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Marián Čunderlík

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painter, graphic artist, illustrator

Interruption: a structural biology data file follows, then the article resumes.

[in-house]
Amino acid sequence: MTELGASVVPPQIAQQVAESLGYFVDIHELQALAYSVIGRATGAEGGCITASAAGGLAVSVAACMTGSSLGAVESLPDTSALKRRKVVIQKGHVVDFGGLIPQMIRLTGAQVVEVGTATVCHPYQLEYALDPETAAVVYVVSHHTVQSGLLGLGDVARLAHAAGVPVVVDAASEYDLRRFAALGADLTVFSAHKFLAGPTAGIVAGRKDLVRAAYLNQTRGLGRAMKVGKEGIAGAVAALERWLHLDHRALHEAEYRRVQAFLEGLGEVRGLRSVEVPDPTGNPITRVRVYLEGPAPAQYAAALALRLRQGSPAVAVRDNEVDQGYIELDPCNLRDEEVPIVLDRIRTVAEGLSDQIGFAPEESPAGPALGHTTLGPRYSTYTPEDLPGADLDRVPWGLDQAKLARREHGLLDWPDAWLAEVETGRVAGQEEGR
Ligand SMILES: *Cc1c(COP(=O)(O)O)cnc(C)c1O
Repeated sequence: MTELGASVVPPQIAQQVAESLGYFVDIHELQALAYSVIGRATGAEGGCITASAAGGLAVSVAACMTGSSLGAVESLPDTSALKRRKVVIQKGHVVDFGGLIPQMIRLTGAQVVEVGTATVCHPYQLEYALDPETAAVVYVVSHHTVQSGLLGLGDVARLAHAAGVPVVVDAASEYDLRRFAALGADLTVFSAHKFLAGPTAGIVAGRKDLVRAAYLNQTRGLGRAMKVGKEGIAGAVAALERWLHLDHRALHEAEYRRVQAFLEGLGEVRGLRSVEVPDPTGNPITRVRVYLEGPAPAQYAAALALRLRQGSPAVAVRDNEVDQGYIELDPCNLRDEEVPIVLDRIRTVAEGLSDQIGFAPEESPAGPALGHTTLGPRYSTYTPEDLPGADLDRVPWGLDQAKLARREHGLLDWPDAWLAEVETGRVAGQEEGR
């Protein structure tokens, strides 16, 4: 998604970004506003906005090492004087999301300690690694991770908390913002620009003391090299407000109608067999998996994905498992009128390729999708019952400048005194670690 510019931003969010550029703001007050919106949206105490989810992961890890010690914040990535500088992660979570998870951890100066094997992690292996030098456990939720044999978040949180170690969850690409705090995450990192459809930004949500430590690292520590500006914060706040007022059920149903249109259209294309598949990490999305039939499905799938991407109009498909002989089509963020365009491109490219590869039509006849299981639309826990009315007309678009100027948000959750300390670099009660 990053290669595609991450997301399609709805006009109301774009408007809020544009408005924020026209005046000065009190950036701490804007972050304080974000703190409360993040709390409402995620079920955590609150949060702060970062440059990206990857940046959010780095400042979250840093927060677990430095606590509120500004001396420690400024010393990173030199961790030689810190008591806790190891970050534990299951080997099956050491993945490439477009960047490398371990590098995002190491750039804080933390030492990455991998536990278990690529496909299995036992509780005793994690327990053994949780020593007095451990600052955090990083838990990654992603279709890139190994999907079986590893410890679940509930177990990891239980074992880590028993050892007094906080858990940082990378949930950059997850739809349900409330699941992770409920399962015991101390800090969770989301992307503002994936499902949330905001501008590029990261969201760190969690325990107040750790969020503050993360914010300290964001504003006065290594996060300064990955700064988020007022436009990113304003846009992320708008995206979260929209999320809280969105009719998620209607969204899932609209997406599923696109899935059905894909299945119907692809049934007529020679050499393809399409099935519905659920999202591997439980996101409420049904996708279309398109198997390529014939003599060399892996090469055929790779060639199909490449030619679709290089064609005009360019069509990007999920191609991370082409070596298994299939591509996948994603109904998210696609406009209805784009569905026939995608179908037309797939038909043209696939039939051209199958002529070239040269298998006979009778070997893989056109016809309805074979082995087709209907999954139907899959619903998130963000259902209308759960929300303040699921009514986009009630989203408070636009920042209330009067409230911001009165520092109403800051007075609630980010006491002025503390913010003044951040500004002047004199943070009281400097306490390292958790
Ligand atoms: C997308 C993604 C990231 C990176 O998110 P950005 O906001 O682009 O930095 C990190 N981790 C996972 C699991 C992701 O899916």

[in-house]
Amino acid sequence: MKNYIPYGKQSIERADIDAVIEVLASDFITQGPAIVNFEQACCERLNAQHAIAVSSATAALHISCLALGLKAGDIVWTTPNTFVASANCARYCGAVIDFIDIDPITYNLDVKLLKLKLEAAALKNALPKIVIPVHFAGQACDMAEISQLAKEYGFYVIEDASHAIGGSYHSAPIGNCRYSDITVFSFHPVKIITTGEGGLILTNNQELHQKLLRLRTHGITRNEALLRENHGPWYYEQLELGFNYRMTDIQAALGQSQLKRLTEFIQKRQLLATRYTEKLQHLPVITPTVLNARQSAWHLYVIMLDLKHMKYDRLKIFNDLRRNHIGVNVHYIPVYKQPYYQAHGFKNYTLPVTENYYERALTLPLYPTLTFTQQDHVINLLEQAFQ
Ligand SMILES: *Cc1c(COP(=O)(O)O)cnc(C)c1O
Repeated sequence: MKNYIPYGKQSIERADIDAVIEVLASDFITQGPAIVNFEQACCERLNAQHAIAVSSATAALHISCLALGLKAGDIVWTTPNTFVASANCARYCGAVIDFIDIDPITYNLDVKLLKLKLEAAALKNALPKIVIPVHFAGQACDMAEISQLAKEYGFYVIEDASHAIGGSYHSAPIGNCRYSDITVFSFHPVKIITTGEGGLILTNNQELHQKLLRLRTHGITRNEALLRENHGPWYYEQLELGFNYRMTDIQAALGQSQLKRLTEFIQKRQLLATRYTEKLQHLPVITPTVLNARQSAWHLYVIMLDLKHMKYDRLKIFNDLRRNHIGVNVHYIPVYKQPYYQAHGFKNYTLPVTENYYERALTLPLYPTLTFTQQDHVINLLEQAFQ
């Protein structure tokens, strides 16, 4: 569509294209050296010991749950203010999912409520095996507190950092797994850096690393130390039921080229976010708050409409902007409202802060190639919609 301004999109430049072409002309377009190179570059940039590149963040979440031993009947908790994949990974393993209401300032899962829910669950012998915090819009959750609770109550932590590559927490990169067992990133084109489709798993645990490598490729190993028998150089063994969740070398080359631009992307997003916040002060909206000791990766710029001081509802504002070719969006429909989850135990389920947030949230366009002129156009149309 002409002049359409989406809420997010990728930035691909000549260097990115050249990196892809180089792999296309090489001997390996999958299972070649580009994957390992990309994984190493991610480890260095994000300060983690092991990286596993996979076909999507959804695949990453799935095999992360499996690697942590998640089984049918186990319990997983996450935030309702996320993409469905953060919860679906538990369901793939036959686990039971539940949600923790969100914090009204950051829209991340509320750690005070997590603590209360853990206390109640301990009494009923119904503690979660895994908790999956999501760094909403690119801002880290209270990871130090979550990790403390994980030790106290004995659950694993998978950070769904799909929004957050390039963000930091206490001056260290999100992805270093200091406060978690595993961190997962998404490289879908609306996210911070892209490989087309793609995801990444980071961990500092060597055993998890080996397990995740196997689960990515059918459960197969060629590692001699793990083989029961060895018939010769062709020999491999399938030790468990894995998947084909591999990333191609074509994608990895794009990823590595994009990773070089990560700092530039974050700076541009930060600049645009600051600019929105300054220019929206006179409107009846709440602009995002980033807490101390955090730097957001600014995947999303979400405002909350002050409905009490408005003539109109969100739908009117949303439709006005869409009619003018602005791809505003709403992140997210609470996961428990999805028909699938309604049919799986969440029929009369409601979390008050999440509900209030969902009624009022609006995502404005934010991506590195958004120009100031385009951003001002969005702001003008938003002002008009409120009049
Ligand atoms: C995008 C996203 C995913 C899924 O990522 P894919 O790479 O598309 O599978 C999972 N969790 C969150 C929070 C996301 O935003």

Marián Čunderlík (1926-1983) was born in Motyčky near Banská Bystrica. He spent his childhood with his family in Staré Hory and Šalková. In 1946, he began studying at the Faculty of Education in Bratislava, where the drawing and painting department led by prof. J. Mudroch. In 1949, he transferred to VŠVU, he was accepted into the second year of the department of monumental painting (Prof. Ľ. Fulla, later Prof. J. Želibský). In 1953, he graduated from VŠVU as one of the first students. In addition to painting, he began regularly drawing caricatures and political satire for the weekly Roháč. In the beginning of his work, he focused primarily on one motif - the study of a female figure, a half-figure (mostly called the Bride, Ždiaranka or Mother), which he realized using tempera, gouache or oil techniques. From the cycle of Brides (marked by the influence of P. Picasso, but also by the study of folk ornamentation), Architectural (1958-1959) and Archaic figures (1959-1962) later emerged. Around 1957, the author's direction was close to the efforts of the Galands (in a certain ethnicity of the subject and the effort for a synthetic form), but he never became a member of this group. The gradual anaitic process began in the author's work around 1958 in Architectural figures (male and female figures in the gouache technique reminiscent of Cubist phrasing) to reach in Archaic figures the dissolution of form into the matter of colored matter, work with matter replaced work with form (for the first time they discover the methods of informal painting in the author's work). The informal work culminates in the series Mirrors (1961-1962), which represents the peak of the author's work (full of multiple meanings with prints of unidentifiable objects). The problem of pushing away objects and their fragments also appeared in the author's work in the series Corpuses. A separate group of works consists of Skins from 1963, in which the author significantly shifted his interest to pure informal matter (they resemble, for example, the Texturology and Materiology cycles of J. Dubuffet from 1957-1960), they are fragile paper materials, almost monochrome with a few color accents. The objects from 1964 marked a return to the object by using concrete details of a technical nature (eg tubes, nuts, can lids). A change also occurred in graphics and collages (around 1965) using a raster basis, which in the years 1967-1970 resulted in silver monochromes (Satellites and Topography - interest in technology). In his work, Autr explored and reflected in various variations the relationships between the present, the past, national, universal, universal, archaic, realism and abstraction. His answer was "concreteness, concretism and concretization of visual stimuli" (O. Čepan). He created a substantial part of his work in the 1960s. As an author of the late avant-garde, he was closely associated with the work of Ľ. Fullu, programmatically revived domestic modern ideas and strove to rehabilitate the artistic experiment. He was the organizer of program exhibitions of the young generation and the initiator of the foundation of the Cyprián Majerník Gallery in Bratislava (1957), where his solo exhibition was banned a year later. After this censorship, he became one of the participants and organizers of the Bratislava Confrontations (infidel exhibitions of informal abstraction and structural graphics, 1961-1964). In addition to the aforementioned activities, the author also worked as an illustrator (until 1980 he illustrated more than 100 titles of poetry and prose), book graphics and monumental-decorative work for architecture (between 1961 and 1979). He exhibited independently in 1958 (C. Majerník Gallery in Bratislava, censored exhibition), then in 1986 (Rozkvet, Bratislava - memorial exhibition, after his death), 1990 (Palisády Gallery, Bratislava), 1992 (SNG, P. M. Bohúň Gallery - collective exhibition), 1997 (Zichy Palace, Bratsilava), 2000 (Galéria Marat Art, Bratislava, State Gallery in Banská Bystrica), collectively since 1954 (Bratislava), further: 1958 - Prague, Brno; 1961 to 1964 (Bratislava, 1st - 4th Confrontations), 1964 - Poland, Brazil, 1966 - Prague (Slovak book graphics), 1967 - Kiel, Essen, Rome; 1970 - Prague. In 1963, he received an award from the Smena publishing house. After being expelled from ZSVU, he left Bratislava for Demänovská dolina (Tri studničky settlement), where he tragically died. In 1993, he was awarded the Martin Benka Award in memoriam.

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